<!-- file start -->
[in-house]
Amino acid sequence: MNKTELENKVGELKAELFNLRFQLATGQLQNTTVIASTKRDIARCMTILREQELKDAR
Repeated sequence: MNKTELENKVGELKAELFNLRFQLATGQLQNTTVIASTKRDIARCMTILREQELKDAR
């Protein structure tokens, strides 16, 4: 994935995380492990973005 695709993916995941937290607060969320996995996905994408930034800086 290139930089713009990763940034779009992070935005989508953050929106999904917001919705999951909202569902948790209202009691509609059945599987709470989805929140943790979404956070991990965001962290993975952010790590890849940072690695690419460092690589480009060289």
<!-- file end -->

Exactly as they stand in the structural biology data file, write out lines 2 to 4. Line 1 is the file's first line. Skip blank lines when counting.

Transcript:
Amino acid sequence: MNKTELENKVGELKAELFNLRFQLATGQLQNTTVIASTKRDIARCMTILREQELKDAR
Repeated sequence: MNKTELENKVGELKAELFNLRFQLATGQLQNTTVIASTKRDIARCMTILREQELKDAR
């Protein structure tokens, strides 16, 4: 994935995380492990973005 695709993916995941937290607060969320996995996905994408930034800086 290139930089713009990763940034779009992070935005989508953050929106999904917001919705999951909202569902948790209202009691509609059945599987709470989805929140943790979404956070991990965001962290993975952010790590890849940072690695690419460092690589480009060289």